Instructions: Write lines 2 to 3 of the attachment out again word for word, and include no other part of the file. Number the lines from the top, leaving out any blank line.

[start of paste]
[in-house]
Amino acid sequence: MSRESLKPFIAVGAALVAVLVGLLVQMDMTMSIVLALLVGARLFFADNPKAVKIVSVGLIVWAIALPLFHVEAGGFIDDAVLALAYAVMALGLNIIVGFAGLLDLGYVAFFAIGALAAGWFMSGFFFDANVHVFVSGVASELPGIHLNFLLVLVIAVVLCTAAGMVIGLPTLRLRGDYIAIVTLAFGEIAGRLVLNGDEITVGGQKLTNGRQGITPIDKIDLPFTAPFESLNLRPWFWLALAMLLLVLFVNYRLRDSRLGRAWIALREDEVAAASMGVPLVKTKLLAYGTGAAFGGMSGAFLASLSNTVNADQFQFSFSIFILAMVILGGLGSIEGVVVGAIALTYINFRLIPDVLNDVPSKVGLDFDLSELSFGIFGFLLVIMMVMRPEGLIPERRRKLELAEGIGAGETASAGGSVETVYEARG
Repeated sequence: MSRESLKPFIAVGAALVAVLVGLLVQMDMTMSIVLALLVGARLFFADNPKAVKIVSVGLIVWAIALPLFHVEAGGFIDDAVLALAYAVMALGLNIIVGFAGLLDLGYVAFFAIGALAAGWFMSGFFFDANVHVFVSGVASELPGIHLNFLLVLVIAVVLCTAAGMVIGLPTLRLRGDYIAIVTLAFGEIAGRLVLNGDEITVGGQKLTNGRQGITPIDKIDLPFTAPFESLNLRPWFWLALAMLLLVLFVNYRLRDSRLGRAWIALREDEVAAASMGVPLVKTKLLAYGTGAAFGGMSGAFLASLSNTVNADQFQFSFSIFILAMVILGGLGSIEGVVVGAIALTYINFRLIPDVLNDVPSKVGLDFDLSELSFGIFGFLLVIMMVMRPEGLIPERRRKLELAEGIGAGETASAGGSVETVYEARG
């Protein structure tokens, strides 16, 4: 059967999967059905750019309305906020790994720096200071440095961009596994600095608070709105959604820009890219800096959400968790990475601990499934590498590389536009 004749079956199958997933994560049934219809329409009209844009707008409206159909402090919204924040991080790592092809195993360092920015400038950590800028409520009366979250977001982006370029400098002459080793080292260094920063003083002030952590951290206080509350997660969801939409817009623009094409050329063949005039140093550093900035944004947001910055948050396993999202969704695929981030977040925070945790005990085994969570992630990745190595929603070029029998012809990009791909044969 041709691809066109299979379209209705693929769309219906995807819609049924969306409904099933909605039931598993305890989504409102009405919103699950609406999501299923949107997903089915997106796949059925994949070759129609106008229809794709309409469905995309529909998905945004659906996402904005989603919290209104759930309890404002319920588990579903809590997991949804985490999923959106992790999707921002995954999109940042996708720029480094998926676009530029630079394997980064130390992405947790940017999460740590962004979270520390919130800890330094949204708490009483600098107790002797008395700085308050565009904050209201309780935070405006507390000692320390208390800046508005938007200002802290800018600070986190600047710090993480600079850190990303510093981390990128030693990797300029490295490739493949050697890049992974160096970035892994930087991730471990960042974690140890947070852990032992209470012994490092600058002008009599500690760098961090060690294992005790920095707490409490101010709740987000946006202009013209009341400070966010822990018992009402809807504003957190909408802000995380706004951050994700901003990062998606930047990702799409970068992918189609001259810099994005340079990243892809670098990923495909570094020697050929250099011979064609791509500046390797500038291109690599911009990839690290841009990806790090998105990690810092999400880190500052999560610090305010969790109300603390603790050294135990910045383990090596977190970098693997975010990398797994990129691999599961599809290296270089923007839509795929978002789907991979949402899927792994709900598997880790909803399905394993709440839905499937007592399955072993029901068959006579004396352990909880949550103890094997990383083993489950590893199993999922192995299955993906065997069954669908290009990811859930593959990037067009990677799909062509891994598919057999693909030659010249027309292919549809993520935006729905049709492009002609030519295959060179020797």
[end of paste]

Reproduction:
Amino acid sequence: MSRESLKPFIAVGAALVAVLVGLLVQMDMTMSIVLALLVGARLFFADNPKAVKIVSVGLIVWAIALPLFHVEAGGFIDDAVLALAYAVMALGLNIIVGFAGLLDLGYVAFFAIGALAAGWFMSGFFFDANVHVFVSGVASELPGIHLNFLLVLVIAVVLCTAAGMVIGLPTLRLRGDYIAIVTLAFGEIAGRLVLNGDEITVGGQKLTNGRQGITPIDKIDLPFTAPFESLNLRPWFWLALAMLLLVLFVNYRLRDSRLGRAWIALREDEVAAASMGVPLVKTKLLAYGTGAAFGGMSGAFLASLSNTVNADQFQFSFSIFILAMVILGGLGSIEGVVVGAIALTYINFRLIPDVLNDVPSKVGLDFDLSELSFGIFGFLLVIMMVMRPEGLIPERRRKLELAEGIGAGETASAGGSVETVYEARG
Repeated sequence: MSRESLKPFIAVGAALVAVLVGLLVQMDMTMSIVLALLVGARLFFADNPKAVKIVSVGLIVWAIALPLFHVEAGGFIDDAVLALAYAVMALGLNIIVGFAGLLDLGYVAFFAIGALAAGWFMSGFFFDANVHVFVSGVASELPGIHLNFLLVLVIAVVLCTAAGMVIGLPTLRLRGDYIAIVTLAFGEIAGRLVLNGDEITVGGQKLTNGRQGITPIDKIDLPFTAPFESLNLRPWFWLALAMLLLVLFVNYRLRDSRLGRAWIALREDEVAAASMGVPLVKTKLLAYGTGAAFGGMSGAFLASLSNTVNADQFQFSFSIFILAMVILGGLGSIEGVVVGAIALTYINFRLIPDVLNDVPSKVGLDFDLSELSFGIFGFLLVIMMVMRPEGLIPERRRKLELAEGIGAGETASAGGSVETVYEARG